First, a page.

Traffic-induced health hazard worst in Stavanger / News / The Foreigner

Traffic-induced health hazard worst in Stavanger. Western Norway’s oil capital comes bottom of the pollution scale. The Norwegian Climate and Pollution Agency (Klif) reports Stavanger had the highest number of traffic dust days during the winter nationally. According to officials, each municipality is permitted to have 35 days during the year, where the maximum traffic dust concentration is 50 micrograms per cubic metre. Stavanger has had 49 so far, an all-time high, according to regional paper Stavanger Aftenblad.

stavangerpollution, cartrafficstavanger, pollutionnorway



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Traffic-induced health hazard worst in Stavanger

Published on Thursday, 2nd May, 2013 at 13:39 under the news category, by Maria Passarivaki and Michael Sandelson   .
Last Updated on 2nd May 2013 at 13:55.

Western Norway’s oil capital comes bottom of the pollution scale. The Norwegian Climate and Pollution Agency (Klif) reports Stavanger had the highest number of traffic dust days during the winter nationally.

Stavanger
Stavanger
Photo: Markus Tacker/Flickr


According to officials, each municipality is permitted to have 35 days during the year, where the maximum traffic dust concentration is 50 micrograms per cubic metre.

Stavanger has had 49 so far, an all-time high, according to regional paper Stavanger Aftenblad.

Klif advisor Sigmund Guttu explains the winter has seen a record number of traffic dust days, with all of southern Norway experiencing a considerable problem with this.

“However, Stavanger has exceeded the limit the most times due to a very dry spring, little wind, and driving with studded tires on bare asphalt,” he told the paper.

High asphalt dust concentrations can be dangerous for asthmatics and those with Chronic Obstructive Pulmonary Disease (COPD), for example.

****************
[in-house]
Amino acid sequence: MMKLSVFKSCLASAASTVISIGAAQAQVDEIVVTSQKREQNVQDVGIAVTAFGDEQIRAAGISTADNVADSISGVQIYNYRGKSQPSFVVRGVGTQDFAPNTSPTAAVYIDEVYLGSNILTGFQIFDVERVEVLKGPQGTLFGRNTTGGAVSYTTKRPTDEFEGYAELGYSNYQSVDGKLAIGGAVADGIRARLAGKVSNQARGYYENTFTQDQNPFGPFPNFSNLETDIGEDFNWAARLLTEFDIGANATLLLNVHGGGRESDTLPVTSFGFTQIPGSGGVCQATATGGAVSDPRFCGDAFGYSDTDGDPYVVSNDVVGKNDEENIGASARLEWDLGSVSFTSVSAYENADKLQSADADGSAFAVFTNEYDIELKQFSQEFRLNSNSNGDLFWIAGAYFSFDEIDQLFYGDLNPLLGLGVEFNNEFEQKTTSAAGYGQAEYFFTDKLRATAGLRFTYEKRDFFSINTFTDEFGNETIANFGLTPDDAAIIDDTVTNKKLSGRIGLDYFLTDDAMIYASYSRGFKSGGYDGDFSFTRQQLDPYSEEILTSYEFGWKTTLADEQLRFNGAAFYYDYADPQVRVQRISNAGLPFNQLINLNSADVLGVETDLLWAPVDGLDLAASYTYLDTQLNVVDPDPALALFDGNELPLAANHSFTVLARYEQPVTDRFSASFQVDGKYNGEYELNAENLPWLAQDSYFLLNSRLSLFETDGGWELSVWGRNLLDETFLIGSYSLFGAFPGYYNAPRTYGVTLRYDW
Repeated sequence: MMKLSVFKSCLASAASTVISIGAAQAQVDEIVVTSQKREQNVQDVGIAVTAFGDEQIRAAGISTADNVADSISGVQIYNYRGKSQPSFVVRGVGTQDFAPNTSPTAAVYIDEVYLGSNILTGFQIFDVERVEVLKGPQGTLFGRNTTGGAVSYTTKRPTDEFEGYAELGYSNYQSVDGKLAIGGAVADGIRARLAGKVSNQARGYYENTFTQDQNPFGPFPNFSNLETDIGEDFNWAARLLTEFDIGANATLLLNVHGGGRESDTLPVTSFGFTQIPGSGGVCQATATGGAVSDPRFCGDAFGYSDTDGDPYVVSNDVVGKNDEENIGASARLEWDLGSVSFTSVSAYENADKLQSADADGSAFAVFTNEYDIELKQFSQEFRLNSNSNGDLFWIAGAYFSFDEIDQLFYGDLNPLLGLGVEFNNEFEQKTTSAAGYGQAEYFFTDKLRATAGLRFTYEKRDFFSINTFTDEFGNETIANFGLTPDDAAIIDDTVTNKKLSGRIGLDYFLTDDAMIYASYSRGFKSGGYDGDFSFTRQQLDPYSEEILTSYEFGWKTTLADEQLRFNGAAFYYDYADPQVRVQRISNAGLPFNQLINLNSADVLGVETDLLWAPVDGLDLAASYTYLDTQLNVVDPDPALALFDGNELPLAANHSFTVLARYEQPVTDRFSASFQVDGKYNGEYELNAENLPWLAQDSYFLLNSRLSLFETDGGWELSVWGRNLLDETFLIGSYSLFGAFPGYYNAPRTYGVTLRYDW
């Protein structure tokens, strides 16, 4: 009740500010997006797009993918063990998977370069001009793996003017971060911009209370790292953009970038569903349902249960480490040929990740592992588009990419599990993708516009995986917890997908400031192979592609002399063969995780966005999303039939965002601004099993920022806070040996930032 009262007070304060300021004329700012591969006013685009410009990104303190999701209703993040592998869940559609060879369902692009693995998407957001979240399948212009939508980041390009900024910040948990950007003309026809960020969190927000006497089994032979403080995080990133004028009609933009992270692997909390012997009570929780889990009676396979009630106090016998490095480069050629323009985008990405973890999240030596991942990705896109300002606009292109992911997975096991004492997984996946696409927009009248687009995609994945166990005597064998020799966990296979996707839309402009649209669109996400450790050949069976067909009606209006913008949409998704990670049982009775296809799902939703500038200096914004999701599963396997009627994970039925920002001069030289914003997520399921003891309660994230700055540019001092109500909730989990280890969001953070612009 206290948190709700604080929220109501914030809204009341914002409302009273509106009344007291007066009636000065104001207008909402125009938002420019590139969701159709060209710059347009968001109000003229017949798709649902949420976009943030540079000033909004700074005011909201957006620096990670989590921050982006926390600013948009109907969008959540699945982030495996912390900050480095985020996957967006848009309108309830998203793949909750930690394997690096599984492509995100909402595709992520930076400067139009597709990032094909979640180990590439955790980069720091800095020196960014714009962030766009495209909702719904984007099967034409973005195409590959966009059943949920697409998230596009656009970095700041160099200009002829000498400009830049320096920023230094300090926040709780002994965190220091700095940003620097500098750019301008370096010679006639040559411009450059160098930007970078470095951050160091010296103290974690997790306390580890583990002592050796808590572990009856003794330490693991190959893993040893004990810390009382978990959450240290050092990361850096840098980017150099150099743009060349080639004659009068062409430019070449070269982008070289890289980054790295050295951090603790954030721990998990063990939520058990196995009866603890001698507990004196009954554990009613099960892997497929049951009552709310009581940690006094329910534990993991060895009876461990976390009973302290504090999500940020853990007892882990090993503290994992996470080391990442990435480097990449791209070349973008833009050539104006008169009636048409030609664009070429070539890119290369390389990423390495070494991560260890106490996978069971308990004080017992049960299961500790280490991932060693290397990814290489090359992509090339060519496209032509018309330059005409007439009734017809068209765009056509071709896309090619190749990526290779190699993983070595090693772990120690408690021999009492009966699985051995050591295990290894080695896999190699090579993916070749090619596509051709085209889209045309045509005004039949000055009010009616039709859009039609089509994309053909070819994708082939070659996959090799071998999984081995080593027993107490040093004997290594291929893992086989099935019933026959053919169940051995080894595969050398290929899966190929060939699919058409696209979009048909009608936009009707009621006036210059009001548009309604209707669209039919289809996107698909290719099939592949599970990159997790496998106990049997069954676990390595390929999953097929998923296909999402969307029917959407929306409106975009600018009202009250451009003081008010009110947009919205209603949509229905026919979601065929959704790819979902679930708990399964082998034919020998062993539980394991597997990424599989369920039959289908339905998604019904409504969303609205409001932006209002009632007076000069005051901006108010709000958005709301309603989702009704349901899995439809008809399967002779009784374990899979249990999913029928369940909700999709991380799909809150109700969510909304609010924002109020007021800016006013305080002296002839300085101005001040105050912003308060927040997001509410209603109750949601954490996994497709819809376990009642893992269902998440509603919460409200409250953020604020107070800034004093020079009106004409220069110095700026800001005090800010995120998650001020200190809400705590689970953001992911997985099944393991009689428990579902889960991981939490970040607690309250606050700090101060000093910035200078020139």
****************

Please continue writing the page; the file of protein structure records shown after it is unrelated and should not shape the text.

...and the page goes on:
It could also worsen existing, or be a contributory factor in developing respiratory diseases, medical expert, the Institute of Public Health’s Marit Low explained.

Another health problem heavy traffic causes is increased nitrogen dioxide emissions.

Levels in Stavanger were approaching those of Bergen’s during the winter of 2010.

Pollution was dangerously-high in 12 Norwegian cities and towns. A blogger living in Bergen also caused concerns French tourists would not visit the western coast city due to its smog the following year’s winter.

According to Klif’s Mr Guttu, “Oslo been worst here [this year], but Stavanger, Bergen, Trondheim and Drammen have been exceeding the limits multiple times.”

Egil Bjørløw, head of health for Stavanger municipality, told Aftenbladet he is “very concerned” about the city’s increase in traffic dust.  He suggests introducing a studded tyre fee, as Oslo and Bergen have done, to try and combat the problem.

"It's not the first time air quality in Stavanger is bad, but this year's figures are a new record. Nearly 30 percent of motorists in Stavanger drive on studded tires. Some feel safer with studded tires, others drive on them out of habit. Figures coming from Bergen and Oslo show the percentage decreases if a fee is introduced,” he said.

Oslo and Fredikstad come after Stavanger, with 27 days, whilst Bergen and Trondheim have had 23 and 16 traffic dust days this year so far, respectively.



Published on Thursday, 2nd May, 2013 at 13:39 under the news category, by Maria Passarivaki and Michael Sandelson   .
Last updated on 2nd May 2013 at 13:55.

This post has the following tags: stavangerpollution, cartrafficstavanger, pollutionnorway.





  
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